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  6. Hi Maggie, don’t feel bad. In fact I’m just back from pilfering my mother’s purse, just now. 🙂
    And I’m 43!
    Kidding! 🙂
    Your thought pattern when writing feels familiar. I start writing with it all worked out and then it goes elsewhere. You are an expert at the ‘wasn’t expecting that’ storyline, intentional or not.
    Thanks a million for the mention my friend. I didn’t see that coming.

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  7. OMG, I can’t keep up with you… sigh

    Love this… love the flow… love the reveal… not so in love with how many stories you have thus sparked in the wormhole… Good grief woman!

    For now, YOU ARE NOT ALONE IN THE THIEVERY/CANDY SNEAKING DEPT. Like by a mile. As in, I bet 4 out of 5 dentists know that 9 out of 10 of their patients are in the thievery/candy sneaking habit. Or, you know, were. Once upon a time.

    s/MjK

    Having now done the math (thanks for the hint!), it’s amazing how much we have in common and think alike given that there is nearly a decade difference in our ages. :>

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  8. I was dumbstruck to learn as a child that many of my friends and acquaintances who loved their parents stole money from them anyway. My own sister admitted to it–and later, I found out she had stolen from me, as well. In college, as an experiment, I did shoplift one pair of earrings–a pair I did not like or want–from a store. I felt extremely guilty for years afterward.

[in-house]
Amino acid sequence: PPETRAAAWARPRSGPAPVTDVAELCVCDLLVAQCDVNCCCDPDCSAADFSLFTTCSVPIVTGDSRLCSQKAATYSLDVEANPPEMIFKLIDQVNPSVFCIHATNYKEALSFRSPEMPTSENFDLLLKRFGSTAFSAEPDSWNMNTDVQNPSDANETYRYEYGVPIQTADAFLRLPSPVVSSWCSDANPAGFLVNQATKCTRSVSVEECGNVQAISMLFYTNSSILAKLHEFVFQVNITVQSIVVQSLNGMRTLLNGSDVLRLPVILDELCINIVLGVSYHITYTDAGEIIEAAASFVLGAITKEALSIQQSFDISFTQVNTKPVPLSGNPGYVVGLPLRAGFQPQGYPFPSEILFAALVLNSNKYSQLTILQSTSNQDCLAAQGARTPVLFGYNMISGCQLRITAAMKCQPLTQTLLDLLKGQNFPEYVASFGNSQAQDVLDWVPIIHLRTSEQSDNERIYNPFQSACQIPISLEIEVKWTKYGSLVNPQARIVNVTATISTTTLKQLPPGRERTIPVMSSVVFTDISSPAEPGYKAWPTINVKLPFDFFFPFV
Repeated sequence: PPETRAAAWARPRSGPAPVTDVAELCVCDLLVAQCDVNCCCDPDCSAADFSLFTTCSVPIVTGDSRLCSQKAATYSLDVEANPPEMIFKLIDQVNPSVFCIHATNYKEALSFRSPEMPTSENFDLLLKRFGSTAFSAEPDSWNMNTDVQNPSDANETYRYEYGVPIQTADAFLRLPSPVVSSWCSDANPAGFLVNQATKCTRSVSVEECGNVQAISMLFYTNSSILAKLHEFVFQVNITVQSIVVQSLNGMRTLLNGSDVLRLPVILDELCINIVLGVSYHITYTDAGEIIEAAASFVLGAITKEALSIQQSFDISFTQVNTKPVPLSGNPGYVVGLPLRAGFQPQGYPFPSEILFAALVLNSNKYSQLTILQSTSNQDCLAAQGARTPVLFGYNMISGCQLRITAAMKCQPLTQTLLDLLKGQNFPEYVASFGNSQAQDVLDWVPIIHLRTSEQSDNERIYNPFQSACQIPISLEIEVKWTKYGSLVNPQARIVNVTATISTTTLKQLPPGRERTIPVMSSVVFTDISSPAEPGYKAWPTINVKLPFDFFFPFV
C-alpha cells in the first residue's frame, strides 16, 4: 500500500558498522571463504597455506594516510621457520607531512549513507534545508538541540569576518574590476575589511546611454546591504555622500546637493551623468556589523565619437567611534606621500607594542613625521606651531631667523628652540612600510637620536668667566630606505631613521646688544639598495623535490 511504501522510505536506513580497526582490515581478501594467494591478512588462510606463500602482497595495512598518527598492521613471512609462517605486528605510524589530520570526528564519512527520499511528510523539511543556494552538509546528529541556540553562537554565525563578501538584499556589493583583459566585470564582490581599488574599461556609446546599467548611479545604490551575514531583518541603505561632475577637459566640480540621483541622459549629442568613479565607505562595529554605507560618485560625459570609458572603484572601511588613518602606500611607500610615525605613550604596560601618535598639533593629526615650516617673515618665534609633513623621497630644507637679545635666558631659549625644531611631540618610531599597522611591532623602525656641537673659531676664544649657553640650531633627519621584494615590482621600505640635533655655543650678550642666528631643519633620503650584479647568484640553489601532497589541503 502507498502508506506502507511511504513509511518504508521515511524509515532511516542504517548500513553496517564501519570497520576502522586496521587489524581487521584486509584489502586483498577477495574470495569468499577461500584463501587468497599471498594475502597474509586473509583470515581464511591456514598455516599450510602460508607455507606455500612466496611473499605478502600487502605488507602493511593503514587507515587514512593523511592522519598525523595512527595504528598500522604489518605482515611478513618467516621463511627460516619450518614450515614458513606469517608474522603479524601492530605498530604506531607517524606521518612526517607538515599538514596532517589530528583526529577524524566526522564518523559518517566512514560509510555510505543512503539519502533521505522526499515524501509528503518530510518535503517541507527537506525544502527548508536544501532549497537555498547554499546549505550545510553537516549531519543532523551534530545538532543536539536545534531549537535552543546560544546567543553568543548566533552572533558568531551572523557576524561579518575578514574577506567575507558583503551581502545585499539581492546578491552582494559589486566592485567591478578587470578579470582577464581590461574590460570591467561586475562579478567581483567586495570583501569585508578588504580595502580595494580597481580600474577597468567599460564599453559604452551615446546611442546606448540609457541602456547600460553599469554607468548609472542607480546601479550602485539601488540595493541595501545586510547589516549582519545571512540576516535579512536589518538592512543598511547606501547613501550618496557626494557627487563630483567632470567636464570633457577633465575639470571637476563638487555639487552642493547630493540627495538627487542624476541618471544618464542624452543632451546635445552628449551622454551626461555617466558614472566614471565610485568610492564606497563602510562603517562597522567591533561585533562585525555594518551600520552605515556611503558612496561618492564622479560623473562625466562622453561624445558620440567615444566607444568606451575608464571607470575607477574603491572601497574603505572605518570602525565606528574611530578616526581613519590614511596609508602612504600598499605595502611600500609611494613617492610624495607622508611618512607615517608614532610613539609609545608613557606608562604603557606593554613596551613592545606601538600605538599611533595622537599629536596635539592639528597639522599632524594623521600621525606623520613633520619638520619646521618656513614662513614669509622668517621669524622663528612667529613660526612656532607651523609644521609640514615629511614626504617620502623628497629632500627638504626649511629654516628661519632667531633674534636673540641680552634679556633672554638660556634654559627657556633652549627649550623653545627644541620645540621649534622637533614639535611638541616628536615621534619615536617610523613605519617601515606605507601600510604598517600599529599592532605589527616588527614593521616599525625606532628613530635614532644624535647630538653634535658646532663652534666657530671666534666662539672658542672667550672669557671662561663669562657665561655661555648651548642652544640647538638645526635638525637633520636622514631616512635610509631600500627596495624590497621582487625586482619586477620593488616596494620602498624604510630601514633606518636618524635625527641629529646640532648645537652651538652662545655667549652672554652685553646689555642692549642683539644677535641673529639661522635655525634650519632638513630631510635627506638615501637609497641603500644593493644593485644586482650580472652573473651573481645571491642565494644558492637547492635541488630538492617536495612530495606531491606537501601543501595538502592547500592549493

However, cannot claim holier-than-thou status: Had no difficulty justifying the “lifting” of food items from the dining hall for later consumption in my room, or to eat on weekends tho’ I was paying for only the weekday meals. I once managed to walk out with an entire sheet cake–german chocolate

    Sadly, got caught borrowing a mere spoon to stir my tea (yes–really! only borrowing it for the weekend, with full intention to return it. Really, your honor!).

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    • That right there is why I enjoy this WP thing. I find comfort in knowing I’m not alone. Seriously, I’ve never told anyone about this until this post – out of deep shame. There is a temptation to allow myself total pardon on the basis that these childhood “transgressions” are typical. I guess I need to settle somewhere in the area of “not one of us is perfect” and manage to find acceptance / forgiveness.
      An entire sheet cake?? German Chocolate???? I’ll be right there. I’ll bring my own cutlery!

      Like

Trackbacks